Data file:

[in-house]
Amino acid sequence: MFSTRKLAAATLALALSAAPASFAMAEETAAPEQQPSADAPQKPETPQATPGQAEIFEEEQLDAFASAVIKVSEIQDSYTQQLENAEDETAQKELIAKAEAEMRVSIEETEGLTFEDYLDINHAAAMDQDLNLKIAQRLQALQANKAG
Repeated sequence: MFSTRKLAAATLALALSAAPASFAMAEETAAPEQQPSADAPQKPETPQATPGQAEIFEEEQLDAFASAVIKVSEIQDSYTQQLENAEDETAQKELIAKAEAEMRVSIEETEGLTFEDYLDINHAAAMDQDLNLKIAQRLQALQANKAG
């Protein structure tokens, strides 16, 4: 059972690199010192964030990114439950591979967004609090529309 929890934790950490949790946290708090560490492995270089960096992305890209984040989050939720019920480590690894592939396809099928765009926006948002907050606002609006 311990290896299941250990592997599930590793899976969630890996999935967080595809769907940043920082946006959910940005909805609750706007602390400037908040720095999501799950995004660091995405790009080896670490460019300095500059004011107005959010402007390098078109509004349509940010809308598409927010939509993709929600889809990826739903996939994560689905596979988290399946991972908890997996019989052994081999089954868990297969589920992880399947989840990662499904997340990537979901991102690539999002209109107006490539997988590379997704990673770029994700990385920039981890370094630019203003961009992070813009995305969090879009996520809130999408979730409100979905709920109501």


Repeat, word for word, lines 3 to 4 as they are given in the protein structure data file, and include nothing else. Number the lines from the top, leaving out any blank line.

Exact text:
Repeated sequence: MFSTRKLAAATLALALSAAPASFAMAEETAAPEQQPSADAPQKPETPQATPGQAEIFEEEQLDAFASAVIKVSEIQDSYTQQLENAEDETAQKELIAKAEAEMRVSIEETEGLTFEDYLDINHAAAMDQDLNLKIAQRLQALQANKAG
């Protein structure tokens, strides 16, 4: 059972690199010192964030990114439950591979967004609090529309 929890934790950490949790946290708090560490492995270089960096992305890209984040989050939720019920480590690894592939396809099928765009926006948002907050606002609006 311990290896299941250990592997599930590793899976969630890996999935967080595809769907940043920082946006959910940005909805609750706007602390400037908040720095999501799950995004660091995405790009080896670490460019300095500059004011107005959010402007390098078109509004349509940010809308598409927010939509993709929600889809990826739903996939994560689905596979988290399946991972908890997996019989052994081999089954868990297969589920992880399947989840990662499904997340990537979901991102690539999002209109107006490539997988590379997704990673770029994700990385920039981890370094630019203003961009992070813009995305969090879009996520809130999408979730409100979905709920109501």